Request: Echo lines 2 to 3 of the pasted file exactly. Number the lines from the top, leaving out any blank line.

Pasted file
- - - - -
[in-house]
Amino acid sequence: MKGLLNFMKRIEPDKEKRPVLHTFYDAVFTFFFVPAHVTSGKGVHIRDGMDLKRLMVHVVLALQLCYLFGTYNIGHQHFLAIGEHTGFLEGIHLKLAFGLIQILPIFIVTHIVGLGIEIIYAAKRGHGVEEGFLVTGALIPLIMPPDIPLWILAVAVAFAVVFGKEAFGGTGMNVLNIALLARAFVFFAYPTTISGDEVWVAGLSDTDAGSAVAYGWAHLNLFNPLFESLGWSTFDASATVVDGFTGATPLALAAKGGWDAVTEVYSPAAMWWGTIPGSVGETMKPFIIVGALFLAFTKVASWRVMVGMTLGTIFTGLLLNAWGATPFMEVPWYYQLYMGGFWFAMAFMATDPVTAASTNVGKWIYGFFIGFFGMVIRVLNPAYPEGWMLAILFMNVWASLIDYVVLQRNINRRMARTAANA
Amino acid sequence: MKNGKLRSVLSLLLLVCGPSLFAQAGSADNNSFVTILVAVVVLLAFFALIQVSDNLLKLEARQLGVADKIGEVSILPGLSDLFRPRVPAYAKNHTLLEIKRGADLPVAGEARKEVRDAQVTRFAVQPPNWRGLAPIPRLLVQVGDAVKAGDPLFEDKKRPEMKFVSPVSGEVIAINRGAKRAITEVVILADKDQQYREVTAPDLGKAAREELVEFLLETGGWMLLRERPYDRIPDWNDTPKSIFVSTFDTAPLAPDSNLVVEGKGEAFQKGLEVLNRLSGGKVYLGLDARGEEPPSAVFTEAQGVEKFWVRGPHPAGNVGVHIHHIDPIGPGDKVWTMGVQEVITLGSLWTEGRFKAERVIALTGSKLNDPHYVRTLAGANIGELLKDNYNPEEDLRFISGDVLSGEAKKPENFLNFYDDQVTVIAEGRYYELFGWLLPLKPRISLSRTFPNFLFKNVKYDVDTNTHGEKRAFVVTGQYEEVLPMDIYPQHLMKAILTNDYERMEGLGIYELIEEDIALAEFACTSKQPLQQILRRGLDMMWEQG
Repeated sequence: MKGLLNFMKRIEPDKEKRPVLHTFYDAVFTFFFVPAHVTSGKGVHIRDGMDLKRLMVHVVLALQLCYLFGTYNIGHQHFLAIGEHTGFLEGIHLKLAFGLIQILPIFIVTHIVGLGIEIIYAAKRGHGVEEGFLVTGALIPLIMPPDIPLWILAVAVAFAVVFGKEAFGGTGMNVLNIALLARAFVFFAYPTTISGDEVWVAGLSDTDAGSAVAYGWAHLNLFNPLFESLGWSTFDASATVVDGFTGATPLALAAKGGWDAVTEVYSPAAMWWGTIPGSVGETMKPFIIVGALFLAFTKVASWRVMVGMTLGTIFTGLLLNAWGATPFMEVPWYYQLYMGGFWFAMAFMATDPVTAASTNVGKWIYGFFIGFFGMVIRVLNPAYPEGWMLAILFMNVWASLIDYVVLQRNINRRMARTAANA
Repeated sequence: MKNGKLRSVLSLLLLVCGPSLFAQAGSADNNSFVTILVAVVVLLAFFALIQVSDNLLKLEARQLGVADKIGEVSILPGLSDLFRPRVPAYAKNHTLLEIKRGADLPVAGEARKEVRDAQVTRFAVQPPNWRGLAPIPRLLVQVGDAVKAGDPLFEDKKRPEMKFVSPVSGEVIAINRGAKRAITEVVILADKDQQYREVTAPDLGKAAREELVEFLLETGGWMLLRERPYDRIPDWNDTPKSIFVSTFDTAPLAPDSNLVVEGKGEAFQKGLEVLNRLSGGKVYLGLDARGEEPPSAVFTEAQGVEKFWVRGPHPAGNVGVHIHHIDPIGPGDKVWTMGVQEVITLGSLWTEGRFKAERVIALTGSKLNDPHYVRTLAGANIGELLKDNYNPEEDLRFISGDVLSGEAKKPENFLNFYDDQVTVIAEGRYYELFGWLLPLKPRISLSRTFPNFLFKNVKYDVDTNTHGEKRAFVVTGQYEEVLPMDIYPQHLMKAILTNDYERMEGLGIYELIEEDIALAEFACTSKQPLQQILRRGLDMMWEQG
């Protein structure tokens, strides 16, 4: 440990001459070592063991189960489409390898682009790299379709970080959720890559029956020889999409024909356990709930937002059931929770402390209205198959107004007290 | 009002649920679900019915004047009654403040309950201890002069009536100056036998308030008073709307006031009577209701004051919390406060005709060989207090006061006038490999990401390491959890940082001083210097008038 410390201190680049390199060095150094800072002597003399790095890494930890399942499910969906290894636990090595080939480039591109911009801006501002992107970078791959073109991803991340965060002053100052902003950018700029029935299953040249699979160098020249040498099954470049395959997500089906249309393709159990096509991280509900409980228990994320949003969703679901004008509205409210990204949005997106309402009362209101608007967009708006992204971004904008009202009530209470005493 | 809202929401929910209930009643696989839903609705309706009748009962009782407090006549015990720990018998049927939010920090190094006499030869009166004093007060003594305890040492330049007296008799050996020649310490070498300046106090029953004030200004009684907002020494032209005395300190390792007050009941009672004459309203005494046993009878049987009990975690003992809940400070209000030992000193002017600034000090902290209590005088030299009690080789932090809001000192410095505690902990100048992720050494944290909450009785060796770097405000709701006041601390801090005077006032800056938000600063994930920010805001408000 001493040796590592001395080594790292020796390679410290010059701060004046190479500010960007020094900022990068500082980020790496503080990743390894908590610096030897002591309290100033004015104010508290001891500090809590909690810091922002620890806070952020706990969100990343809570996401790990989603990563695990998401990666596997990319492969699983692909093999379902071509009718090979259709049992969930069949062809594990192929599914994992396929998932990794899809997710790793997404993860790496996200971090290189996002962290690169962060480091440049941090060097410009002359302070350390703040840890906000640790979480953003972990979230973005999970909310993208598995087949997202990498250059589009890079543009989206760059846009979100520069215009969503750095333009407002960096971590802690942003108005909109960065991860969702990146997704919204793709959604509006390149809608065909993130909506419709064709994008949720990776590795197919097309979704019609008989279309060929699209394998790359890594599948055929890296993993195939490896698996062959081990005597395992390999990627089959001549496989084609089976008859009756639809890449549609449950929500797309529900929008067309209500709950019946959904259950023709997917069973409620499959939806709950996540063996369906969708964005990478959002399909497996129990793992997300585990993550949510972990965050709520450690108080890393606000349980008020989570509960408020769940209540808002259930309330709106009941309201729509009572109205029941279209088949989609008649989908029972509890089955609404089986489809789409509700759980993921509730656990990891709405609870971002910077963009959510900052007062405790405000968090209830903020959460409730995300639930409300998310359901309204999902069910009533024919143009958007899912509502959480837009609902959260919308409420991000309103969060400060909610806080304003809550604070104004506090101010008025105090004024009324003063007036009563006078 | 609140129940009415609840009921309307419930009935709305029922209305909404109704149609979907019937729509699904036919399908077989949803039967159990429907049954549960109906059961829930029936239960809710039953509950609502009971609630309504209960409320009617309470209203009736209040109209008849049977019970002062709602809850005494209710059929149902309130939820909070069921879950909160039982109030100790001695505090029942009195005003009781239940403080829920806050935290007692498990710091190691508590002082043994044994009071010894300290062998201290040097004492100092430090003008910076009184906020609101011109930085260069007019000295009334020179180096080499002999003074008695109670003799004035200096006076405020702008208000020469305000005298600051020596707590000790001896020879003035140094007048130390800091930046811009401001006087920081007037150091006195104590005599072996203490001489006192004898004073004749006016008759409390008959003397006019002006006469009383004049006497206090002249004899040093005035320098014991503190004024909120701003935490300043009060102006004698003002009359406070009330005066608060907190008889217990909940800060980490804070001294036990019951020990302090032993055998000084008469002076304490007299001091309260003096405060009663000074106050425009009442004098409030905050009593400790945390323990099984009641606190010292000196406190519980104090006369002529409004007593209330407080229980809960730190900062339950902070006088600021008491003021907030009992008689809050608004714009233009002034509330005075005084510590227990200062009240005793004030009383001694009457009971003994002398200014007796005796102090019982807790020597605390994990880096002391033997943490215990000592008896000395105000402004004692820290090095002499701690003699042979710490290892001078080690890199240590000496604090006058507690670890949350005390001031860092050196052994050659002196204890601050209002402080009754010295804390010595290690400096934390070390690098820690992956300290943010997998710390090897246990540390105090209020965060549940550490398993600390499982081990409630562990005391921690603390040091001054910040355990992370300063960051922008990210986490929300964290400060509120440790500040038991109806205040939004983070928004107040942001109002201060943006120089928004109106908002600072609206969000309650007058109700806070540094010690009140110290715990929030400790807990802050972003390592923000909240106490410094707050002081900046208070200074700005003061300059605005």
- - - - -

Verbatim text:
Amino acid sequence: MKGLLNFMKRIEPDKEKRPVLHTFYDAVFTFFFVPAHVTSGKGVHIRDGMDLKRLMVHVVLALQLCYLFGTYNIGHQHFLAIGEHTGFLEGIHLKLAFGLIQILPIFIVTHIVGLGIEIIYAAKRGHGVEEGFLVTGALIPLIMPPDIPLWILAVAVAFAVVFGKEAFGGTGMNVLNIALLARAFVFFAYPTTISGDEVWVAGLSDTDAGSAVAYGWAHLNLFNPLFESLGWSTFDASATVVDGFTGATPLALAAKGGWDAVTEVYSPAAMWWGTIPGSVGETMKPFIIVGALFLAFTKVASWRVMVGMTLGTIFTGLLLNAWGATPFMEVPWYYQLYMGGFWFAMAFMATDPVTAASTNVGKWIYGFFIGFFGMVIRVLNPAYPEGWMLAILFMNVWASLIDYVVLQRNINRRMARTAANA
Amino acid sequence: MKNGKLRSVLSLLLLVCGPSLFAQAGSADNNSFVTILVAVVVLLAFFALIQVSDNLLKLEARQLGVADKIGEVSILPGLSDLFRPRVPAYAKNHTLLEIKRGADLPVAGEARKEVRDAQVTRFAVQPPNWRGLAPIPRLLVQVGDAVKAGDPLFEDKKRPEMKFVSPVSGEVIAINRGAKRAITEVVILADKDQQYREVTAPDLGKAAREELVEFLLETGGWMLLRERPYDRIPDWNDTPKSIFVSTFDTAPLAPDSNLVVEGKGEAFQKGLEVLNRLSGGKVYLGLDARGEEPPSAVFTEAQGVEKFWVRGPHPAGNVGVHIHHIDPIGPGDKVWTMGVQEVITLGSLWTEGRFKAERVIALTGSKLNDPHYVRTLAGANIGELLKDNYNPEEDLRFISGDVLSGEAKKPENFLNFYDDQVTVIAEGRYYELFGWLLPLKPRISLSRTFPNFLFKNVKYDVDTNTHGEKRAFVVTGQYEEVLPMDIYPQHLMKAILTNDYERMEGLGIYELIEEDIALAEFACTSKQPLQQILRRGLDMMWEQG